Winter 2009: Prelude
The Case against Money Laundering
By Paige P. Parvin 96G
This morning I found a dollar in the dryer.
A stowaway tossed from a blue jean pocket, it was huddled in the bottom of the machine along with the mismatched socks, a couple of rocks, and a lonely paper clip. The newly clean bill, still a little warm, was curled tightly into a stiff tube and crackled in protest when I unfurled it.
Of course, it wasn’t the first time my twelve-year-old son has left money (or rocks, or paper clips) in his pockets to be washed. Change from the pizza place down the street, leftover quarters and dimes from the school bookstore, the five bucks his granddad might slip him on the sly—all of it has a good chance of becoming laundered money.
For Christmas this year, he got his first real wallet—a Velcro affair with a surfing design on it—and some cash to put in it. My mom showed him how to stack the bills by their value, the largest on bottom, and place them neatly into the fold. That, she told him, is what finance guru Suze Orman advises, because it shows that you have respect for your money. He keeps the wallet (and the cash) on a shelf in his room, using it as a kind of designer ATM. But he hasn’t quite made the leap to carrying it with him, so pocket money is still vulnerable to the clothes hamper.
Not exactly surprising for a middle-school boy, I know. But I can’t help thinking we’ve done him a disservice by tolerating this laissez-faire carelessness with currency. We have somehow failed to impart the understanding that even a single dollar has value—it is, after all, worth one dollar, with the potential for conversion into any number of things from a cheeseburger to a half-gallon of gas—and should be treated with respect. It’s a lesson our son, I hope, has time to learn.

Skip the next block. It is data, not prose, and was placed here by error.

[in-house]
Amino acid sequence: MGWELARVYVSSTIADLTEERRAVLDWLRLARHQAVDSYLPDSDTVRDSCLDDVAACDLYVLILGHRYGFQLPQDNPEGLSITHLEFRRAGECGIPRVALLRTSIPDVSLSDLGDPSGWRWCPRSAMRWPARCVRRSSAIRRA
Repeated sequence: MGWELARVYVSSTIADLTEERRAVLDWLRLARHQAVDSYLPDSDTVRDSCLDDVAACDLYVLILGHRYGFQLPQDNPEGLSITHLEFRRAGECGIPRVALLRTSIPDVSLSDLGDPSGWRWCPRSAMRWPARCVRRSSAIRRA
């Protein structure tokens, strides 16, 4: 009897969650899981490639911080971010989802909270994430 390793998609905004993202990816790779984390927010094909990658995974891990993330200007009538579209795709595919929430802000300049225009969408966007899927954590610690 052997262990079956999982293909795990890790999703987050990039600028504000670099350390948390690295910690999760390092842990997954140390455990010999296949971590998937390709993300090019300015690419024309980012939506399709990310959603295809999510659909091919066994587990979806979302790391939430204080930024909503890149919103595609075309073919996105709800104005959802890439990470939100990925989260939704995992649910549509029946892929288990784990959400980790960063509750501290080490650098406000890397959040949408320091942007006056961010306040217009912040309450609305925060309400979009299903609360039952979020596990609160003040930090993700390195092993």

Wallet or no wallet, a dollar certainly would not have been forgotten in the pocket of a younger Dean Judson C. “Jake” Ward 33C 36G, who was a student at Emory during the Depression and remembers when $2.50 would cover his expenses for a week. Back then, “Everybody was looking for any way to make fifty cents or a dollar,” he told me in a recent interview.
These days, too, it seems like a lot of people are considering anew the value of a dollar. As the financial markets oscillate so madly that we seem to be adjusting to a new reality nearly every day, experts are being sought for fresh perspective and understanding—from Emory finance scholars, such as the faculty of Goizueta Business School who answer readers’ questions in this issue, to market insiders like former Lehman Brothers trader Rick Rieder 83B, who offers his own take on the economic downturn. And whether we’re managing billion-dollar budgets or our own bank accounts, we are likely to be doing it with a little more caution than we were six months ago, before the economy’s swan dive became the news of the day.
Regardless of our respect for it, a dollar is still a dollar, no more and no less. But our personal relationship to money is a complex factor in how we make economic decisions, and researchers in the emerging field of neuroeconomics are finding the process is less rational and more emotional than we might like to believe. For instance, many economics experts, including psychiatry professor Greg Berns, are advising us to avoid looking at our dwindling retirement account statements because we’re likely to have an emotional, fear-driven response that could impair our decision making.
At the same time, it’s worth remembering that those figures are more than just numbers on a screen. In the age of debit cards, electronic banking, and online investing, we seem to be out of touch with the reality of money and its worth—a fact brought home to us as we photographed pennies and dollars for this issue of Emory Magazine. Perhaps one positive outcome of economic hardship is that money becomes, somehow, more real. And even a crumpled dollar in the dryer has the power to make you stop and think.
Which is why I folded the rescued bill neatly and slid it into my own pocket, reasoning: Finders, keepers. Hey, in today’s economy, I can’t afford to take a perfectly good dollar for granted.